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Serving: OH

Ohio farm custom rates released for 2020

TAGS: Business
Jacqueline Nix/Getty Images A hay tractor in a large field
CUSTOM WORK: A newly released report, Ohio Farm Custom Rates 2020, is now available online.
Ohio State University surveyed custom operators, farm managers and landowners statewide.

Farming is a complex business, and many Ohio farmers use outside assistance for specific farm-related work. This option is appealing for tasks requiring specialized equipment or technical expertise. Often, having someone else with specialized tools perform a task is more cost-effective and saves time.

A new report published by Ohio State University looks at custom rates in Ohio. Farm work completed by others is often referred to as “custom farm work,” or more simply, “custom work.” A “custom rate” is the amount agreed upon by both parties to be paid by the custom work customer to the custom work provider.

The complete Ohio Farm Custom Rates 2020 report is available online.

Ohio farm custom rates

This publication reports custom rates based on a statewide survey of 377 farmers, custom operators, farm managers and landowners that was conducted in 2020. These rates, except where noted, include the implement and tractor if required; all variable machinery costs such as fuel, oil, lube, twine, etc.; and the labor for the operation.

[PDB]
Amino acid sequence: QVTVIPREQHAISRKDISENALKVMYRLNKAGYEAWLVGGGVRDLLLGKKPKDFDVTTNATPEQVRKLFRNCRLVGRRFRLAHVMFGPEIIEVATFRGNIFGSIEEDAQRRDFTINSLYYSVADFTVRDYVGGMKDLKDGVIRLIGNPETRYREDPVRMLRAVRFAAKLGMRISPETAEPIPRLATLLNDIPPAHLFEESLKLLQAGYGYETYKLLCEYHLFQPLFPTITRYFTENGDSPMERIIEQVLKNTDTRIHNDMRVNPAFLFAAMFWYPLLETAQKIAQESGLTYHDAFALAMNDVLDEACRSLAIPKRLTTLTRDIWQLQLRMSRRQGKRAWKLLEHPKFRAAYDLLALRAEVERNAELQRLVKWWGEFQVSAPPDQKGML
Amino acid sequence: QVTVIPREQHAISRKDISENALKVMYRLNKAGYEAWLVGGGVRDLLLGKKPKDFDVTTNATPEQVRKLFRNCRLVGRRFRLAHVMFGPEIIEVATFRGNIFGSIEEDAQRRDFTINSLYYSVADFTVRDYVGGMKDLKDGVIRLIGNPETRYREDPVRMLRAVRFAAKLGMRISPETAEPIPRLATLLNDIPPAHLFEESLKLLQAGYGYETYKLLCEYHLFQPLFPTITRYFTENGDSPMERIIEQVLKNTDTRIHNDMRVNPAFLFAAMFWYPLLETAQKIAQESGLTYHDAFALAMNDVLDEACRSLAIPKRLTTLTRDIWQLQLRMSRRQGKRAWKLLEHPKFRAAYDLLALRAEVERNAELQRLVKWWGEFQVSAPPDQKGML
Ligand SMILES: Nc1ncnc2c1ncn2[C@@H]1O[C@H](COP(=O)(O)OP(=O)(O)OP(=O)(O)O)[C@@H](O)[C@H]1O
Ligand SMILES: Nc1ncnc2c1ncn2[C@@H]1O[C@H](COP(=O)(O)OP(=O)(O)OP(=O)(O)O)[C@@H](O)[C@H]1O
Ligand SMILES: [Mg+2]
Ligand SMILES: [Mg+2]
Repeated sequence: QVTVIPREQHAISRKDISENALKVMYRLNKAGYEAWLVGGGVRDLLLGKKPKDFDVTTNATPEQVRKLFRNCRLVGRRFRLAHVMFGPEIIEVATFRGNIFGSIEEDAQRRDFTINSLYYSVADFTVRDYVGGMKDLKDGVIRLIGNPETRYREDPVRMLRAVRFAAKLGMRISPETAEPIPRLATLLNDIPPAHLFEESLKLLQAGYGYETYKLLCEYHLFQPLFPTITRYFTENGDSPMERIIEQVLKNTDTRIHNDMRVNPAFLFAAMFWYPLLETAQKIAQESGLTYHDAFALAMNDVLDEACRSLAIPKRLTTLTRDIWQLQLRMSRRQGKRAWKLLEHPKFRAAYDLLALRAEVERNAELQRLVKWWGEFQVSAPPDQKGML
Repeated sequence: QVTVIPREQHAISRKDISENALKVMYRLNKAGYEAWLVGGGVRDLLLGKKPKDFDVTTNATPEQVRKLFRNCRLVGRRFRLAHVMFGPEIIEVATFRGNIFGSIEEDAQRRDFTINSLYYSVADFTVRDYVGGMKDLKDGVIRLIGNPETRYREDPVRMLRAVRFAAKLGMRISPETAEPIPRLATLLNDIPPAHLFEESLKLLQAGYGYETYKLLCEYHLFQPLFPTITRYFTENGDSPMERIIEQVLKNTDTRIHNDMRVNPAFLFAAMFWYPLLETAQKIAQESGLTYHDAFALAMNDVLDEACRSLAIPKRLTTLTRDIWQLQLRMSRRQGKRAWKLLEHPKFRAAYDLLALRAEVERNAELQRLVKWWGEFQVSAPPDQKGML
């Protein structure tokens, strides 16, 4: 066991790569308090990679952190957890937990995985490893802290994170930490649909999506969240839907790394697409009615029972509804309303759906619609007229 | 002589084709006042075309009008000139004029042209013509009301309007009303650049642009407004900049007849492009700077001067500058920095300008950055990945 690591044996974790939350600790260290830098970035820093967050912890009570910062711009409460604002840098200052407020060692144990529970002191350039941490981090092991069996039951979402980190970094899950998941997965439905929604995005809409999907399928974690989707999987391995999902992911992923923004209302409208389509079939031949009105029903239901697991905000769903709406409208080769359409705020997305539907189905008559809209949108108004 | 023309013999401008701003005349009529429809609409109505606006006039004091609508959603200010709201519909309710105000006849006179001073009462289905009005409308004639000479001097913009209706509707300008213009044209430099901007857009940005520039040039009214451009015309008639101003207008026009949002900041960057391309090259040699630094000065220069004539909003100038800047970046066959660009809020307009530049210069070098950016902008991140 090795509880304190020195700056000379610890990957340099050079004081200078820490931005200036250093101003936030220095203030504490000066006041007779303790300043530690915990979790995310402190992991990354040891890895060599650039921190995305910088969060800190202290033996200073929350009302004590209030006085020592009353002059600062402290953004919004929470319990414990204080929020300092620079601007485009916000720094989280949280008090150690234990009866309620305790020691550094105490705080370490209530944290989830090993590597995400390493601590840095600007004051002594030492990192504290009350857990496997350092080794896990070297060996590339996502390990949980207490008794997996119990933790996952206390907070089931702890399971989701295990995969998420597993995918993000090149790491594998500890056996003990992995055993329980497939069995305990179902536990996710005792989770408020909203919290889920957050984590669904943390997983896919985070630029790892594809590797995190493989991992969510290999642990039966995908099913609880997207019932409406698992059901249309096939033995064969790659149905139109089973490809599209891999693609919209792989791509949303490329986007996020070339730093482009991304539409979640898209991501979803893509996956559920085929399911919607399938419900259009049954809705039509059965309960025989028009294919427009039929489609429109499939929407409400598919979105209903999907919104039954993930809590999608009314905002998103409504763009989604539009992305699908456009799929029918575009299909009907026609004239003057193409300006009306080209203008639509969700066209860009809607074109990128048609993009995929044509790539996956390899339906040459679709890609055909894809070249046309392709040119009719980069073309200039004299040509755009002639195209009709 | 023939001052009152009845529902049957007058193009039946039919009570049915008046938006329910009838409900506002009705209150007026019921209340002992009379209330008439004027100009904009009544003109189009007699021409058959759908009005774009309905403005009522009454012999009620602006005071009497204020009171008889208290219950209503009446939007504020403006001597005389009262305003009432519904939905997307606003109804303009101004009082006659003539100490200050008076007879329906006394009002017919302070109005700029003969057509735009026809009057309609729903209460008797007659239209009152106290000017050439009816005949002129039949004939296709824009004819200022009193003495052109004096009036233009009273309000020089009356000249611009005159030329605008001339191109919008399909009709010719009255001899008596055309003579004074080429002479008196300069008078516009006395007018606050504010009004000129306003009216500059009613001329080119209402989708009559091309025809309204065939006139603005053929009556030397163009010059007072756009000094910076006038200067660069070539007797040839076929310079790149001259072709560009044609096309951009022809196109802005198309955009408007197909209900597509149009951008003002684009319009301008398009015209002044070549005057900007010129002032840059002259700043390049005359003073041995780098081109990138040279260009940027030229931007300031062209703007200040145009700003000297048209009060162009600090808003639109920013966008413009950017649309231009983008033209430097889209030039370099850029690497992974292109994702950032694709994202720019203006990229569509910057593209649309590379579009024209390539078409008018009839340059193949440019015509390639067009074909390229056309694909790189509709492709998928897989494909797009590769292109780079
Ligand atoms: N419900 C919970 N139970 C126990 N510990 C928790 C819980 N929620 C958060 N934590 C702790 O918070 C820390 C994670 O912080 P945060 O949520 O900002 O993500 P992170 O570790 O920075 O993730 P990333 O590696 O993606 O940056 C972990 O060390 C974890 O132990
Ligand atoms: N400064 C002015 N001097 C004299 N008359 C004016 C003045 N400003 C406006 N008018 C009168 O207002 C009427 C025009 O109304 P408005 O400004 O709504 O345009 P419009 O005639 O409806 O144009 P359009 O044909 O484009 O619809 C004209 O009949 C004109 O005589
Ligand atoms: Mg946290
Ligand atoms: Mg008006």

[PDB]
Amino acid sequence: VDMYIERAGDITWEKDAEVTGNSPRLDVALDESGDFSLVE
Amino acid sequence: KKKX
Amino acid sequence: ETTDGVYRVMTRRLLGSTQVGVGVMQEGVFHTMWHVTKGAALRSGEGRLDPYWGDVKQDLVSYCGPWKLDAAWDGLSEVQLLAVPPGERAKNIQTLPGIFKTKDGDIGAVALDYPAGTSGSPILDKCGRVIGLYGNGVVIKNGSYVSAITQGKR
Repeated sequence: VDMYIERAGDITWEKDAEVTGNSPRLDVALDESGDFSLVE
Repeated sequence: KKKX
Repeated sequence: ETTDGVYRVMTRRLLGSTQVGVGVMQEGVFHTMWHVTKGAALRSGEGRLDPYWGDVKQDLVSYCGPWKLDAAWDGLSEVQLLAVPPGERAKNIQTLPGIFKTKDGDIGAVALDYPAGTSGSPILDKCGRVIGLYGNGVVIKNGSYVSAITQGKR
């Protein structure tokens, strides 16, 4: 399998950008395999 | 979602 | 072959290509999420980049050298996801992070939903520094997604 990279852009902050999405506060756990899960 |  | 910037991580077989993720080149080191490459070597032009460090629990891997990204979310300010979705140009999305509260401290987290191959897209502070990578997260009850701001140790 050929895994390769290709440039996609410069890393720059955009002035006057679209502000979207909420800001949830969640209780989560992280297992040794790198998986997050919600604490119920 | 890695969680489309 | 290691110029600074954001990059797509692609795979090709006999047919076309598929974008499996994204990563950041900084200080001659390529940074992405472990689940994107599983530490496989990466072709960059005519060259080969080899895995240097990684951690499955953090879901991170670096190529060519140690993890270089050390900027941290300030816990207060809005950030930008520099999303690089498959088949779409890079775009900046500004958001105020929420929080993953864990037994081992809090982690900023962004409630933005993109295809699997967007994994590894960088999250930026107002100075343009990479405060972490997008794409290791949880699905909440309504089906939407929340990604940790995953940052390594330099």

Some custom rates published in this study vary widely, possibly influenced by:

• type or size of equipment used (e.g., 20-shank chisel plow vs. a nine-shank)

• size and shape of fields

• condition of the crop (for harvesting operations)

• skill level of labor

• amount of labor needed in relation to the equipment capabilities

• Cost margin differences for full-time custom operators vs. farmers supplementing current income

Some custom rates reflect discounted rates, as the parties involved have family relationships, or are strengthening a relationship to help secure the custom-farmed land in a cash or other rental agreement. Some providers charge differently because they are simply attempting to spread their fixed costs over more acreage to decrease fixed costs per acre, and they are willing to forgo complete cost recovery.

Source: OSU Extension, which is solely responsible for the information provided and is wholly owned by the source. Informa Business Media and all its subsidiaries are not responsible for any of the content contained in this information asset.
 

 

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